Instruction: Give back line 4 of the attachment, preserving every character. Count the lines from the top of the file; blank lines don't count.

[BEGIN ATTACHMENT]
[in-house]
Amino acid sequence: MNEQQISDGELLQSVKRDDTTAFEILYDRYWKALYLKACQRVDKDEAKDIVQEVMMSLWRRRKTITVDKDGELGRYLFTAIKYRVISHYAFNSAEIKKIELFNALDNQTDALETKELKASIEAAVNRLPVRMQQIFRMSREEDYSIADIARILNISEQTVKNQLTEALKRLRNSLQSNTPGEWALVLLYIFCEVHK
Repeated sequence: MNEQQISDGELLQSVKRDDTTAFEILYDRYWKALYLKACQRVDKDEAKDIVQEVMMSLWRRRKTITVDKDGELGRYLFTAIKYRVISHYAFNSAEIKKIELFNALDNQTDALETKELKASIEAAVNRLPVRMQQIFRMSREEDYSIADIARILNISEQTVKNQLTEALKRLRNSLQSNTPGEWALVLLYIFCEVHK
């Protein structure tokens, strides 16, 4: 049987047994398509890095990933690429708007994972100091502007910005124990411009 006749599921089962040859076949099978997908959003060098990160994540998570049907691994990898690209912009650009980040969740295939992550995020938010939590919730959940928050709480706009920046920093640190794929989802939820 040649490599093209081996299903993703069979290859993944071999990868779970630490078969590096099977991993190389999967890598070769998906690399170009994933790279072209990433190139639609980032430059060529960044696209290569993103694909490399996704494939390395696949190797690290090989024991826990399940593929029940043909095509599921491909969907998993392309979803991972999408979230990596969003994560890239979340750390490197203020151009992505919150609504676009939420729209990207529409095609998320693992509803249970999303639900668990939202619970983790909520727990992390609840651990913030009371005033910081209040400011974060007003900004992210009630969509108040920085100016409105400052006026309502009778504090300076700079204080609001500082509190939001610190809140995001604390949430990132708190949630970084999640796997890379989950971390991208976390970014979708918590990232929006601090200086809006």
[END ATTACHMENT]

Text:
């Protein structure tokens, strides 16, 4: 049987047994398509890095990933690429708007994972100091502007910005124990411009 006749599921089962040859076949099978997908959003060098990160994540998570049907691994990898690209912009650009980040969740295939992550995020938010939590919730959940928050709480706009920046920093640190794929989802939820 040649490599093209081996299903993703069979290859993944071999990868779970630490078969590096099977991993190389999967890598070769998906690399170009994933790279072209990433190139639609980032430059060529960044696209290569993103694909490399996704494939390395696949190797690290090989024991826990399940593929029940043909095509599921491909969907998993392309979803991972999408979230990596969003994560890239979340750390490197203020151009992505919150609504676009939420729209990207529409095609998320693992509803249970999303639900668990939202619970983790909520727990992390609840651990913030009371005033910081209040400011974060007003900004992210009630969509108040920085100016409105400052006026309502009778504090300076700079204080609001500082509190939001610190809140995001604390949430990132708190949630970084999640796997890379989950971390991208976390970014979708918590990232929006601090200086809006």